Companies that operate their businesses on an independent contractor model or supplement their workforce with ICs are likely to be asking, “Does the proposed new joint employer regulation issued by the U.S. Department of Labor have any impact on independent contractors?” The answer is yes.
While the Labor Department’s proposed joint employer rule issued earlier today does not set forth a new test for independent contractor status under the FLSA, it will have an important impact on one aspect of IC law: whether a business that contracts with another company, which is found to have engaged in IC misclassification, will also be liable under the joint employer doctrine. Under the new proposed rule, the likelihood of such exposure will be considerably reduced.
Different Tests for IC Status and Joint Employer Status
The test for independent contractor status under the FLSA has been well established by U.S. Supreme Court decisions. That test is commonly referred to as the “economic realities” test and it focuses on factors that bear on the workers’ economic dependence on the purported employer. The proposed regulation makes it abundantly clear that that economic dependence has no relevance to joint employer status. In one of the key pronouncements of the proposed rule, the Labor Department states that “joint employer status under the Act is not determined by the employee’s ‘economic dependence’…”
The proposed rule explains that joint employer status focuses on the actions of the potential joint employer—not on the actions of the employee or his or her immediate employer. The proposed rule then identifies three examples of economic dependence factors that are relevant to determining IC status but are not relevant in determining joint employer status:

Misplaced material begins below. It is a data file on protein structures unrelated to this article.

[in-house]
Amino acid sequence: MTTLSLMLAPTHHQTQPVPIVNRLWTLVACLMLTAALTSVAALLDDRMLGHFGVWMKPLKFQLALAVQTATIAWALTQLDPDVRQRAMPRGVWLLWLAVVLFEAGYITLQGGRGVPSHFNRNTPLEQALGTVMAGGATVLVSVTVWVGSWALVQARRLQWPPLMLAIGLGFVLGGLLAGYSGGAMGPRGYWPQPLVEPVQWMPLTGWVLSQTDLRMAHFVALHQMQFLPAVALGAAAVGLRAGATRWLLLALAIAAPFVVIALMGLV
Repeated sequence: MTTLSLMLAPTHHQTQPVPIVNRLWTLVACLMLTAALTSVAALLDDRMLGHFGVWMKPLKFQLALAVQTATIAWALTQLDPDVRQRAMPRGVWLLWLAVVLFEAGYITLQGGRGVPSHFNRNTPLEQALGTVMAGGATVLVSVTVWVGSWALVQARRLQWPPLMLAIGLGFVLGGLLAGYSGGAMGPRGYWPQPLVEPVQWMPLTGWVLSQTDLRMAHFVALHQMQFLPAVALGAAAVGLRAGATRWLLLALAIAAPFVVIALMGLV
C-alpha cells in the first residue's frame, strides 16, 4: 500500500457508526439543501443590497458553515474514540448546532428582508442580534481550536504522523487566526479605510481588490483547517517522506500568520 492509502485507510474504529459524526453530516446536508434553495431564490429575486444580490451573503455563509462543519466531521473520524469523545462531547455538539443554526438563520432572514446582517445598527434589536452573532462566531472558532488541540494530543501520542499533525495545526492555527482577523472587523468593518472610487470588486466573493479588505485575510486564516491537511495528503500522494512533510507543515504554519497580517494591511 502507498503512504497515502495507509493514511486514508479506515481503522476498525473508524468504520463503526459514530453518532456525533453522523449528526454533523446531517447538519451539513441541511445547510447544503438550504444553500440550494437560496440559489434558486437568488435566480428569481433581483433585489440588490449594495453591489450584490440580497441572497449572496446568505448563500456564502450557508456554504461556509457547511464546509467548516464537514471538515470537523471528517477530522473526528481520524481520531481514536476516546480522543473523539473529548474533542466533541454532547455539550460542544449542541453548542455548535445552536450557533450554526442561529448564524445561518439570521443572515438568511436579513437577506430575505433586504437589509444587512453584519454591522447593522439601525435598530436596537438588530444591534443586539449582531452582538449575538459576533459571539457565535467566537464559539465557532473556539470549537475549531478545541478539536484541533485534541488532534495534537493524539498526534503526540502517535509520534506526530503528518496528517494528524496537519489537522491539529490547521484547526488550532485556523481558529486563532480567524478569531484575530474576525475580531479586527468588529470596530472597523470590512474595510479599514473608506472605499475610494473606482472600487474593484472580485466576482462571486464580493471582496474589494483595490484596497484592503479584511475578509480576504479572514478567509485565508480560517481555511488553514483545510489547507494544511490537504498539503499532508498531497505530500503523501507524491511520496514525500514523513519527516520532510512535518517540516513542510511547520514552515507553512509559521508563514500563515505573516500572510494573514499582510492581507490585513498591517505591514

(1) where the worker is in a specialty job or a job that otherwise requires special skill, initiative, judgment, or foresight;
(2) where the worker has the opportunity for profit or loss based on his or her managerial skill; and
(3) where the worker invests in equipment or materials required to perform the work.
As the proposed regulation states: “While courts have used these factors for determining whether a worker is an employee or independent contractor, they are not relevant for determining whether additional persons are jointly liable under the Act to a worker whose classification as an employee has already been established.”
Rather, as noted above, what are relevant are the actual actions by the potential joint employer. The proposed new rule establishes a four-factor balancing test focusing on four types of actions: whether the potential joint employer –
- hires or fires the workers found to be employees;
- supervises and controls their work schedule or conditions of employment;
- determines their rates of pay and methods of payment; and
- maintains their employment records.